Archives for posts with tag: Debra Winger

Daryl Hannah is quite fetching and few can blame Robert Redford for not kicking her out of bed (even though it’s a ridiculously obvious violation of legal ethics) in “Legal Eagles” (1986). But if you can find a woman that looks at you the way Debra Winger looks at Redford, you make her your co-counsel and never let her go. Otherwise, the film is another one of those dopey 1980s lawyer movies that bear no resemblance to actual lawyering. Writer/director Ivan Reitman has Redford and Winger defend Hannah, who’s accused of murdering someone(s?) over a generation-old, art-world grudge. Hijinks ensue.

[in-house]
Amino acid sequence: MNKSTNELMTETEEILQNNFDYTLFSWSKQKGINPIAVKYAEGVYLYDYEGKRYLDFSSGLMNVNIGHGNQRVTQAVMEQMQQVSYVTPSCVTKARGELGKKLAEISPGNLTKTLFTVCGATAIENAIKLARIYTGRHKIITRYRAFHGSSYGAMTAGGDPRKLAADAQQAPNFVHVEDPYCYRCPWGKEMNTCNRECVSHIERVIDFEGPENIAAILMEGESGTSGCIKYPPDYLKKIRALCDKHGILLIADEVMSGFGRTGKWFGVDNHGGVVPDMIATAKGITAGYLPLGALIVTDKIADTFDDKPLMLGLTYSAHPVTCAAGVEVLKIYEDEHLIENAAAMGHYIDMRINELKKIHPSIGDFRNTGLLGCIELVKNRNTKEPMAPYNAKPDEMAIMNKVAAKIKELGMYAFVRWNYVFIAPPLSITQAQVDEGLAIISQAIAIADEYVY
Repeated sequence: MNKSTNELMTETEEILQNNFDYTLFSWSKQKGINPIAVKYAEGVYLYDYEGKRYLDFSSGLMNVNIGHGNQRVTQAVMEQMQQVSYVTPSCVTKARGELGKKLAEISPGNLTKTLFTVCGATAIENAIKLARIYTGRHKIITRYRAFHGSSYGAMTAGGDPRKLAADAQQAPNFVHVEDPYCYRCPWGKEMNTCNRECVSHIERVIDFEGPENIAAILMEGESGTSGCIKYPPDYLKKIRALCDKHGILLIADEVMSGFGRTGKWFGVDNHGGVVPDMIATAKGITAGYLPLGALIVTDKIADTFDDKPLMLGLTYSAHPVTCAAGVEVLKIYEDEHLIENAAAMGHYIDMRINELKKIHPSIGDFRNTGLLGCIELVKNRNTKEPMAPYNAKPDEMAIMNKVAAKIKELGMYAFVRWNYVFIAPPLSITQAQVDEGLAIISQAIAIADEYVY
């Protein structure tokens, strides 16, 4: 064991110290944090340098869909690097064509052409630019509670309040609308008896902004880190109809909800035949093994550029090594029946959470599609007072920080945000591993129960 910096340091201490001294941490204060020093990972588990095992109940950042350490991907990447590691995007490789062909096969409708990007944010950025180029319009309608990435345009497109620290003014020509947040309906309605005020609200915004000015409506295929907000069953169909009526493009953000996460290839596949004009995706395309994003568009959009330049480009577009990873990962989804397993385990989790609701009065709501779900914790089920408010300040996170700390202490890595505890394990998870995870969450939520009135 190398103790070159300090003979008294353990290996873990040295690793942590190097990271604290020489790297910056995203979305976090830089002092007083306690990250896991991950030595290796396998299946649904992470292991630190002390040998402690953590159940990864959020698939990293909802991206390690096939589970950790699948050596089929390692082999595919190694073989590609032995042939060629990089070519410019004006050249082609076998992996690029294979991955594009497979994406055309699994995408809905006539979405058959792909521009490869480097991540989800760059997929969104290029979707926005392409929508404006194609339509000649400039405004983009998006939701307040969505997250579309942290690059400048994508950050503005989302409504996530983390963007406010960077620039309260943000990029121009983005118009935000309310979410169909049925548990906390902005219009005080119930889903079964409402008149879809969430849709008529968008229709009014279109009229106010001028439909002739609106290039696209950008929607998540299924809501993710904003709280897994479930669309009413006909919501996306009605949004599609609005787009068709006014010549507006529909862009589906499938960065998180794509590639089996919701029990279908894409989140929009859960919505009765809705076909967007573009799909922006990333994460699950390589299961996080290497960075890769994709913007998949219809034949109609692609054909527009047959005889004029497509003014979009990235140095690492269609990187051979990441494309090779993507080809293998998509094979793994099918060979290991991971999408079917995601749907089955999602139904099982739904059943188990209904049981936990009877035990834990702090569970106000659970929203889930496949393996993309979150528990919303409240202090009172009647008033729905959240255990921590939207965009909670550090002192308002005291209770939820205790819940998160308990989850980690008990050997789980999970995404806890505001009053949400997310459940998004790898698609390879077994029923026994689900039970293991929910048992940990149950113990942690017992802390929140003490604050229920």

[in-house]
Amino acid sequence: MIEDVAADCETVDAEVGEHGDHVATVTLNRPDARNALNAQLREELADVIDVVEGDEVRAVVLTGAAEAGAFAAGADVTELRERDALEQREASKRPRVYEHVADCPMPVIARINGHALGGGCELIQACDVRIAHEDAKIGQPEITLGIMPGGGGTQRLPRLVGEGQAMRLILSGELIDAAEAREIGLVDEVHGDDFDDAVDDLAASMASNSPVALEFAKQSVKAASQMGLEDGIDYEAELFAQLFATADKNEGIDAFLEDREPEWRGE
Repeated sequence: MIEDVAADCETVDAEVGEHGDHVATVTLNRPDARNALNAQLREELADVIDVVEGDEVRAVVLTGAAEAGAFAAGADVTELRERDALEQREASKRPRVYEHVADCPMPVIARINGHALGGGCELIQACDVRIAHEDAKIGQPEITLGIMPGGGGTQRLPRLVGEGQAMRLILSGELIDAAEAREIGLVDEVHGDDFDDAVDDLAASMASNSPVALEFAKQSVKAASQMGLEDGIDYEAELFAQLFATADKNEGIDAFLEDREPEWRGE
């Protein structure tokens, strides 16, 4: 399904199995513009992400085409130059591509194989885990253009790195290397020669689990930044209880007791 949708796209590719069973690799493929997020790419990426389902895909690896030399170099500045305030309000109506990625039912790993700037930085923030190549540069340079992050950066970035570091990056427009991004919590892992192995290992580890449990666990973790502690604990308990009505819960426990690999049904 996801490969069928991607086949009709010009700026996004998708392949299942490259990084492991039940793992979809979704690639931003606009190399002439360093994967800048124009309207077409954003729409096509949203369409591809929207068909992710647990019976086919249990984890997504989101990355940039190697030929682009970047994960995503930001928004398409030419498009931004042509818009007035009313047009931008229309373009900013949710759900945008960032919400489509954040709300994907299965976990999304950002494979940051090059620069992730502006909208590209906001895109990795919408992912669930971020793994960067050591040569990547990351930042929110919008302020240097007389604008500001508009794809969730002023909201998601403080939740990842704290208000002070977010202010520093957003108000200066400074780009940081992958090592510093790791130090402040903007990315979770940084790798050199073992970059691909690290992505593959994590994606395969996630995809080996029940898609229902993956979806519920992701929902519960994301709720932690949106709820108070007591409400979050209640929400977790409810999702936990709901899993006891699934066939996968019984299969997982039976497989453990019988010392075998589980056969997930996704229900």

C.S. Lewis was a craftsman of language. The Anthony Hopkins and Debra Winger film that chronicles Lewis’ ill-fated, late-life love affair, “Shadowlands” (1993), embodies craftsmanship worthy of the author. The immersion into 1950s English academe, with its old marble, polished wood, tweedy coats and smoking pipes, is total. Perhaps its only fault is that it’s so polished it might come off as bloodless. Also, it’s “based on a true story,” so Lewis fans will have to accept the time compression that occurs for the sake of dramatization, but unlike some films, you don’t feel as though you’re being lied to.